CK Williams translates Ovid

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Hercules, Deianira, Nessus
                   From Ovid, Metamorphoses, Book IX
There was absolutely no reason after the centaur had pawed her and
            tried to mount her,
after Hercules waiting across the raging river for the creature to carry her
            to him
heard her cry out and launched an arrow soaked in the hydra’s incurable
            venom into the monster,
that Deianira should have believed him, Nessus, horrible thing, as he
            died but she did.
We see the end of the story: Deianira anguished, aghast, suicide-sword
            in her hand;
Hercules’ blood hissing and seething like water in which molten rods are
            plunged to anneal,
but how could a just-married girl hardly out of her father’s house have
            envisioned all that,
and even conjecturing that Nessus was lying, plotting revenge, how
            could she have been sure?
We see the centaur as cunning, malignant, a hybrid from the savage time
            before ours
when emotion always was passion and passion was always unchecked by
            commandment or conscience;
she sees only a man-horse, mortally hurt, suddenly harmless, eyes sud-
            denly soft as a foal’s,
telling her, “Don’t be afraid, come closer, listen”: offering homage,
            friendship, a favor.
In our age or scrutiny and dissection we know Deianira’s mind better
            than she does herself:
we know the fortune of women as chattel and quarry, objects to be won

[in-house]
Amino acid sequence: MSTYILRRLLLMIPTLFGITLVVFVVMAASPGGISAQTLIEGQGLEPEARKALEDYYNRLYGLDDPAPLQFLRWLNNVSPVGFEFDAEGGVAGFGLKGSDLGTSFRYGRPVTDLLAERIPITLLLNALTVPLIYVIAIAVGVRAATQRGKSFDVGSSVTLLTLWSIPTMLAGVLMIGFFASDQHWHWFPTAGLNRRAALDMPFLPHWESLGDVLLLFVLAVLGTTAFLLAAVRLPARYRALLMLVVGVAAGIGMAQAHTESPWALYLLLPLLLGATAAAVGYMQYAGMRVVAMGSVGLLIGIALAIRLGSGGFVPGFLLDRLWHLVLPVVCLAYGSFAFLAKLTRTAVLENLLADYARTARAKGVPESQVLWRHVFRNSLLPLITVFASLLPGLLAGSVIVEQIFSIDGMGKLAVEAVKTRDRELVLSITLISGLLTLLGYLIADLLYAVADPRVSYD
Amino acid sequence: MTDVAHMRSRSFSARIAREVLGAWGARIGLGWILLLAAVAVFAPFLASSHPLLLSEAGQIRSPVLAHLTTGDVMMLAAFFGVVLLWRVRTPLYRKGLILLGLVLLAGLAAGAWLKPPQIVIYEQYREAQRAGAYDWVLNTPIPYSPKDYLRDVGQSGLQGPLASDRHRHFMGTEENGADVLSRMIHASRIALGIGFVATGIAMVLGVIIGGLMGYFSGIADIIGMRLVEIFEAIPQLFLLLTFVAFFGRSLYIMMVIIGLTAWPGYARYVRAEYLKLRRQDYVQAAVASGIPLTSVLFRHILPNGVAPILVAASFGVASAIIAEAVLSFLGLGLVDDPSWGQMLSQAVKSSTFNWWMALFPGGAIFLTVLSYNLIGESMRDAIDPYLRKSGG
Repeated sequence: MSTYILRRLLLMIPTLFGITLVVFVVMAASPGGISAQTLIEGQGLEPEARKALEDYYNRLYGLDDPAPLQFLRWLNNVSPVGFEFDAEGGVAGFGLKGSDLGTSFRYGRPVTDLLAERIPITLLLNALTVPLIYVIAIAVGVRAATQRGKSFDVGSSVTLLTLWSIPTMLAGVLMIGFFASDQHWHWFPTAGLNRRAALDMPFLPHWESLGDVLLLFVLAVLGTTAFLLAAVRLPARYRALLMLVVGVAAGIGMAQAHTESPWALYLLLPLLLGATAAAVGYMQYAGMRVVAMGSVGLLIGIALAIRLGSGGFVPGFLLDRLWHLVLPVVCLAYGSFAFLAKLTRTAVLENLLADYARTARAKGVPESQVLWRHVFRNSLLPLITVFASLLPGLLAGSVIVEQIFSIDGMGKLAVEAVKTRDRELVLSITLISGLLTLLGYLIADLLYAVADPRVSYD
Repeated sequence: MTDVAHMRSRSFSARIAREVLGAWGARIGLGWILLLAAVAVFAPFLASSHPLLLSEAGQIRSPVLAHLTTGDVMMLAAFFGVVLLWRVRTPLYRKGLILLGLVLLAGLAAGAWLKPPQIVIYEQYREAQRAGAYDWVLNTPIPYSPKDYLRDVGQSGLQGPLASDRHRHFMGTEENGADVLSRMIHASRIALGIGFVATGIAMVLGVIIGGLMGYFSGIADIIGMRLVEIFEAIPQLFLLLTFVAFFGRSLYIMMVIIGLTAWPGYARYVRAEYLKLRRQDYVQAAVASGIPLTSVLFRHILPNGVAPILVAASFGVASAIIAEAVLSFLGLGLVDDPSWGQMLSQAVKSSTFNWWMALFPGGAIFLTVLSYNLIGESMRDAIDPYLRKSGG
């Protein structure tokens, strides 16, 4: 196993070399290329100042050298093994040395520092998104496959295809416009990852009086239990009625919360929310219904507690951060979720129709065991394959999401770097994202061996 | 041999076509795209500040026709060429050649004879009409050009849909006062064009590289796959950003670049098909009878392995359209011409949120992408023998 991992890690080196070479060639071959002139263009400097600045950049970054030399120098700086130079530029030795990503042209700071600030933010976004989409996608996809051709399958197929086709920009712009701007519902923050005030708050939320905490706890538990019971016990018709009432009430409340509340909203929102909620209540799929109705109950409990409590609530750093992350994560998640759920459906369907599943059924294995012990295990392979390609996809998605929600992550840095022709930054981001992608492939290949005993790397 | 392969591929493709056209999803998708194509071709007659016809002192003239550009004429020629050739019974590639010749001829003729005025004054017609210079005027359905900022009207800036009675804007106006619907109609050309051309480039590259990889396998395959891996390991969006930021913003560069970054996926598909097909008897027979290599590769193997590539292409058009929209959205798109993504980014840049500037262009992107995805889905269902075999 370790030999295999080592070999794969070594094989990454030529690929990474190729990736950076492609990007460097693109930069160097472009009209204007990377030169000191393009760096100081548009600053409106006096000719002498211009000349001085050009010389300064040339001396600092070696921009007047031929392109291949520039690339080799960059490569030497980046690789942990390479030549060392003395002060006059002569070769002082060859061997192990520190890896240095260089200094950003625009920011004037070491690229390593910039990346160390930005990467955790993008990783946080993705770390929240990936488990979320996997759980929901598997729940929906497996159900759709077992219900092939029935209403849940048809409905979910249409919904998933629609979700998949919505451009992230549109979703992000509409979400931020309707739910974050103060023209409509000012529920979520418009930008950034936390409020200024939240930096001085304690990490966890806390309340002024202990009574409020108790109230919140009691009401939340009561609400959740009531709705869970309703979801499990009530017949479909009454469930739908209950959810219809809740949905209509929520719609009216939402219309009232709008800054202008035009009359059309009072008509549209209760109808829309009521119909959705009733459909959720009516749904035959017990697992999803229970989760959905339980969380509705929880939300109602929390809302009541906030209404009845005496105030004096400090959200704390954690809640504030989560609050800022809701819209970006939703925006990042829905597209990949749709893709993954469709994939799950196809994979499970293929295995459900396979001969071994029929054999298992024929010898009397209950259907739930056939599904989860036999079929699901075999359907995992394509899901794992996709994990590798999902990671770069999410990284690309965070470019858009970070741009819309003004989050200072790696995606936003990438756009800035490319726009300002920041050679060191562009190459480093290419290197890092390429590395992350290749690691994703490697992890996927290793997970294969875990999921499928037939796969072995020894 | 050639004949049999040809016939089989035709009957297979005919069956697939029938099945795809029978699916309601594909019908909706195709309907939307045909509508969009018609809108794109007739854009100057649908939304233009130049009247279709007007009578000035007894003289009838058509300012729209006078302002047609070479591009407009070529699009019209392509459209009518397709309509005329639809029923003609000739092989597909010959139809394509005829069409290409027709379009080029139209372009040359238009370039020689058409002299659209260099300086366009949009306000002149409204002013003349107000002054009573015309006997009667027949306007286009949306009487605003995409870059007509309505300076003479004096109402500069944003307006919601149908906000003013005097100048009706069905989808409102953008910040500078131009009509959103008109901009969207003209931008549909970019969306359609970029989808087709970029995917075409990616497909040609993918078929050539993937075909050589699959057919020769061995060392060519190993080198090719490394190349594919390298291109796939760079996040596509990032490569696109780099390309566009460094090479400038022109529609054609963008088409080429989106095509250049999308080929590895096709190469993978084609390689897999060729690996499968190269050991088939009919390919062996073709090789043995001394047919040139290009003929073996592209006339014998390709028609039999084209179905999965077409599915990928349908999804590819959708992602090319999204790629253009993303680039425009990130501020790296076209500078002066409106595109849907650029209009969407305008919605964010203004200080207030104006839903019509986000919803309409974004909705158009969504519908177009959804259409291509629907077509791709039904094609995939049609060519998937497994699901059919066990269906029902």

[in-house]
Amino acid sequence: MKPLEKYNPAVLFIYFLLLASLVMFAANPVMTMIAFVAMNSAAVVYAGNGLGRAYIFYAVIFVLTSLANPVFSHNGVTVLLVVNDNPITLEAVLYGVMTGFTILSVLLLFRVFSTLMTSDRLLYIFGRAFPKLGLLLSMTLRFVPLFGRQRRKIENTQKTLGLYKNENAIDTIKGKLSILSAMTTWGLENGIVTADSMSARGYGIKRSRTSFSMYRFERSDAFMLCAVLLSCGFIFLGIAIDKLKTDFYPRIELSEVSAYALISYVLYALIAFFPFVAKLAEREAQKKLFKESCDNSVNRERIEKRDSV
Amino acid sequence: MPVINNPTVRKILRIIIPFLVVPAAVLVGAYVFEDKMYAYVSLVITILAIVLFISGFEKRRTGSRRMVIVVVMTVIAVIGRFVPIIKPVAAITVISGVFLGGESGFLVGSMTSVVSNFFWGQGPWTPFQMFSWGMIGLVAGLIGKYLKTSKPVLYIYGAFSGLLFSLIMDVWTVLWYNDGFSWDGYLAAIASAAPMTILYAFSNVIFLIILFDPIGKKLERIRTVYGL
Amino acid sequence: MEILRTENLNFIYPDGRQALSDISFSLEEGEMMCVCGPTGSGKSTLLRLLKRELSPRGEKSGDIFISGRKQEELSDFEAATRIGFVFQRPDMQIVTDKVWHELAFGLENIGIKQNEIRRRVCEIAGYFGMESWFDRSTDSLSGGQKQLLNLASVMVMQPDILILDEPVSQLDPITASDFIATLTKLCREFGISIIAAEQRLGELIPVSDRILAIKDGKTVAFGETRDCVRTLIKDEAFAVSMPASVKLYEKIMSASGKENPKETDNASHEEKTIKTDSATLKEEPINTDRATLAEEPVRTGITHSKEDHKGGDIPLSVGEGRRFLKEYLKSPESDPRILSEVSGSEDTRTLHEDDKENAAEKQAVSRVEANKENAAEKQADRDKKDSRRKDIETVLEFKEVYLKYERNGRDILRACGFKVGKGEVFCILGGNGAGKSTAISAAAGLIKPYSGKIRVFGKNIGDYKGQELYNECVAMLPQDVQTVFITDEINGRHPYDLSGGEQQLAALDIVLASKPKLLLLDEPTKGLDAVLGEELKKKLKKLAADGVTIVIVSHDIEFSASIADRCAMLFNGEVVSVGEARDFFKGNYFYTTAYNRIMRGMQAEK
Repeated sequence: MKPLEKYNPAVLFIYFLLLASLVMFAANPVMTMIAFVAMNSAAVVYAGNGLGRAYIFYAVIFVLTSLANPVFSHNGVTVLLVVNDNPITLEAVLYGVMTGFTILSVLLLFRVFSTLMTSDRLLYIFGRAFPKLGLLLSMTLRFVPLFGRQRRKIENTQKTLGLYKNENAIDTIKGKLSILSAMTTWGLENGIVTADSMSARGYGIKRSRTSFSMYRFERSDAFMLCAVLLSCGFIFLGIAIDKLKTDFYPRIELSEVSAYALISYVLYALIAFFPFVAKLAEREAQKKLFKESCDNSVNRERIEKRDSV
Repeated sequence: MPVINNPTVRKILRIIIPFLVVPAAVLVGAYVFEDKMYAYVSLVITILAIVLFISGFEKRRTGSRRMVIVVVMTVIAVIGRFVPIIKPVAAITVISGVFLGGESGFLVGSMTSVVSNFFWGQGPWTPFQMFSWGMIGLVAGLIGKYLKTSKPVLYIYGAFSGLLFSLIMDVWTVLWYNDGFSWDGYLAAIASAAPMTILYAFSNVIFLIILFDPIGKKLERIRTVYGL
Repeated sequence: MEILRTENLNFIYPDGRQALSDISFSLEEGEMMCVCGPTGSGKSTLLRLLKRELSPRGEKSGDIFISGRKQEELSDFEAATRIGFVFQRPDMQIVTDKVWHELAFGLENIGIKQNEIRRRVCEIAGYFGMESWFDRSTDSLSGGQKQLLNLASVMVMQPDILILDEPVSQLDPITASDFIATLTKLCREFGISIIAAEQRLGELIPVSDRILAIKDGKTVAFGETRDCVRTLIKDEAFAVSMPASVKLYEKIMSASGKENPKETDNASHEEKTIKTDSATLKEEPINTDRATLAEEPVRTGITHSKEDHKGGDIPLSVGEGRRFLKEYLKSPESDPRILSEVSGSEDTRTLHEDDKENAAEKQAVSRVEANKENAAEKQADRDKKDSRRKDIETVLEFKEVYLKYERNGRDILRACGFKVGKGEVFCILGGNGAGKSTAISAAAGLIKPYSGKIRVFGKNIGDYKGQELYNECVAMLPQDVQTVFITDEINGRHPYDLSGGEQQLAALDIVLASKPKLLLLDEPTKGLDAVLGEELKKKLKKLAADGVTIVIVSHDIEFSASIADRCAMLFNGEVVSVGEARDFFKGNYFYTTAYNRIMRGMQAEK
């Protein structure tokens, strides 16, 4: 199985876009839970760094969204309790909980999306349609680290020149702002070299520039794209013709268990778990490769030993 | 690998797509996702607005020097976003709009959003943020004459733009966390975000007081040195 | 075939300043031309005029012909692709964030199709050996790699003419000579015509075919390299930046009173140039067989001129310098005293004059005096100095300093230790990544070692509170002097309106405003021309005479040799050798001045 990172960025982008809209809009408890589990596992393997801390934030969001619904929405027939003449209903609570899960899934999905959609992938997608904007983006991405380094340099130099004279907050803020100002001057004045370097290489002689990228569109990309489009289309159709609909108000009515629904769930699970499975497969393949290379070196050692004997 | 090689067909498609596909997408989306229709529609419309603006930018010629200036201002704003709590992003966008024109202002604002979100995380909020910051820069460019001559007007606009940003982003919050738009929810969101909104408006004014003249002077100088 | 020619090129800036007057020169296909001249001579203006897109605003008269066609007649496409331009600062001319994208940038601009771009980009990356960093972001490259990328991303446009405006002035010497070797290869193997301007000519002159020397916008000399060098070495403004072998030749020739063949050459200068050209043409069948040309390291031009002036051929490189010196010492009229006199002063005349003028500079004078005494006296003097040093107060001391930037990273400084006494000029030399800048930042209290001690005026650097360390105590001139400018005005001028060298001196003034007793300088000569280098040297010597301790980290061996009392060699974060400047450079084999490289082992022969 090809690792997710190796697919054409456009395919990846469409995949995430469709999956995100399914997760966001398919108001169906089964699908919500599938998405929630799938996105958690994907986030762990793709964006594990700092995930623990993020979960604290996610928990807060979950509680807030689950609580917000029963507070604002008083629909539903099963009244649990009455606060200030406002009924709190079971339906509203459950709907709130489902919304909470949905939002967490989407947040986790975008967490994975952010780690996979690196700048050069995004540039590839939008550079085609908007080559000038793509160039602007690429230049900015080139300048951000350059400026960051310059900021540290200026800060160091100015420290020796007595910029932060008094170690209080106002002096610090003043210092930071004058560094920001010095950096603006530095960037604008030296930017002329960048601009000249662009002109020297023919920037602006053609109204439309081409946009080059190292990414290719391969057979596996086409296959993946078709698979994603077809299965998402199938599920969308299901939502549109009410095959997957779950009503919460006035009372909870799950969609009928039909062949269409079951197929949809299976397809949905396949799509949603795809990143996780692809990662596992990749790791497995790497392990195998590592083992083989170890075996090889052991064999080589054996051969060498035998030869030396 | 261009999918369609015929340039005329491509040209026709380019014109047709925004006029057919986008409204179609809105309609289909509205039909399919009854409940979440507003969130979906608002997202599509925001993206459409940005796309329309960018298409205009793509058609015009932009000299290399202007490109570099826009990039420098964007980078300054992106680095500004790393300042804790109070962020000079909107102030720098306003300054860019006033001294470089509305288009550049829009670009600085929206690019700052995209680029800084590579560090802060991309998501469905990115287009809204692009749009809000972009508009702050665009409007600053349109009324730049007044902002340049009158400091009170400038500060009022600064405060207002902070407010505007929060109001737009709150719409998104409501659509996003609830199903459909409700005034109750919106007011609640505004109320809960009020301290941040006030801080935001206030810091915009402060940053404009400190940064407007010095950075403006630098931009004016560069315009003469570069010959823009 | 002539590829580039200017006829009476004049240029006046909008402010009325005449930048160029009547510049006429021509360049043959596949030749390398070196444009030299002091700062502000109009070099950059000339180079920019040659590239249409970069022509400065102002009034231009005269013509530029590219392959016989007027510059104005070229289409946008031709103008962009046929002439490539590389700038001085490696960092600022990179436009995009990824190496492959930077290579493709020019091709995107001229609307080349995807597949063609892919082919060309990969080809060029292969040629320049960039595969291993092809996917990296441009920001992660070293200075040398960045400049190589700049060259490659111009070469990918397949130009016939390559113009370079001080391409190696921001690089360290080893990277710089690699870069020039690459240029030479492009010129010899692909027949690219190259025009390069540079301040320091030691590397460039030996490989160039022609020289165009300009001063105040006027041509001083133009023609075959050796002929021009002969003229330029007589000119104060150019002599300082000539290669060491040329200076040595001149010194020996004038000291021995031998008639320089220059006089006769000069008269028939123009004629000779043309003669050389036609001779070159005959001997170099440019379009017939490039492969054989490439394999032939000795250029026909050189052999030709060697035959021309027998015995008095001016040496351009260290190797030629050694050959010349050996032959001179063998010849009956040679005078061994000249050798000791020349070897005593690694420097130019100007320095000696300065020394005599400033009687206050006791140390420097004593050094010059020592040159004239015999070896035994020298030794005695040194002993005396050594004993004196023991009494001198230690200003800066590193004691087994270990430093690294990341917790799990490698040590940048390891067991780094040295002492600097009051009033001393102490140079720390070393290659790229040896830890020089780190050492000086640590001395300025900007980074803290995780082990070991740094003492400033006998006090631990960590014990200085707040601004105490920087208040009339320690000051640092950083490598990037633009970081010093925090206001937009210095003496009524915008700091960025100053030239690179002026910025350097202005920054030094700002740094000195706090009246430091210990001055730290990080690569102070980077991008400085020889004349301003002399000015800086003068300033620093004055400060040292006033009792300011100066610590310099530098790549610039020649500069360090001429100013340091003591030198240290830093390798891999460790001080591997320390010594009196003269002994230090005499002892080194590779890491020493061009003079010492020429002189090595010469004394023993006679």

then shunted aside;
we understand the cost of repression, the repercussions of unsatisfied
            rage and resentment,
but consciousness then was still new, Deianira inhabited hers like the
            light from a fire.
Or might she have glimpsed with that mantic prescience the gods hadn’t
            yet taken away
her hero a lifetime later on the way home with another king’s daughter,
            callow, but lovely,
lovely enough to erase from Hercules’ scruples not only his vows but the
            simple convention
that tells you you don’t bring a rival into your aging wife’s weary, sorrow-
            ful bed?
…No, more likely the centaur’s promise intrigued in itself: an infalli-
            ble potion of love.
“Just gather the clots of blood from my wound: here, use my shirt, then
            hide it away.
Though so exalted, so regal a woman as you never would need it, it
            might still be of use:
whoever’s shoulders it touches, no matter when, will helplessly, hope-
            lessly love you forever.”
See Hercules now in the shirt Deianira has sent him approaching the
            fire of an altar,
the garment suddenly clinging, the hydra, his long-vanquished foe, alive
            in its threads,
each thread a tentacle clutching at him, each chemical tentacle acid,
            adhering, consuming,
charring before his horrified eyes skin from muscle, muscle from tendon,
            tendon from bone.
Now Deianira, back then, the viscous gouts of Nessus’ blood dyeing her
            diffident hands:
if she could imagine us watching her there in her myth, how would she
            want us to see her?
Surely as symbol, a petal of sympathy caught in the perilous rift between
            culture and chaos,
not as the nightmare she’d be, a corpse with a slash of tardy self-
            knowledge deep in its side.
What Hercules sees as he pounds up the bank isn’t himself cremated
            alive on his pyre,
shrieking as Jove his Olympian father extracts his immortal essence from
            its agonized sheathing¾
he sees what’s before him: the woman, his bride, kneeling to the dark,
            rushing river,
obsessively scrubbing away, he must think, the nocuous, mingled reek
            of horse, hydra, human.
                                                                                    ¾C.K. Williams
                                                                                                TheVigil, 1997
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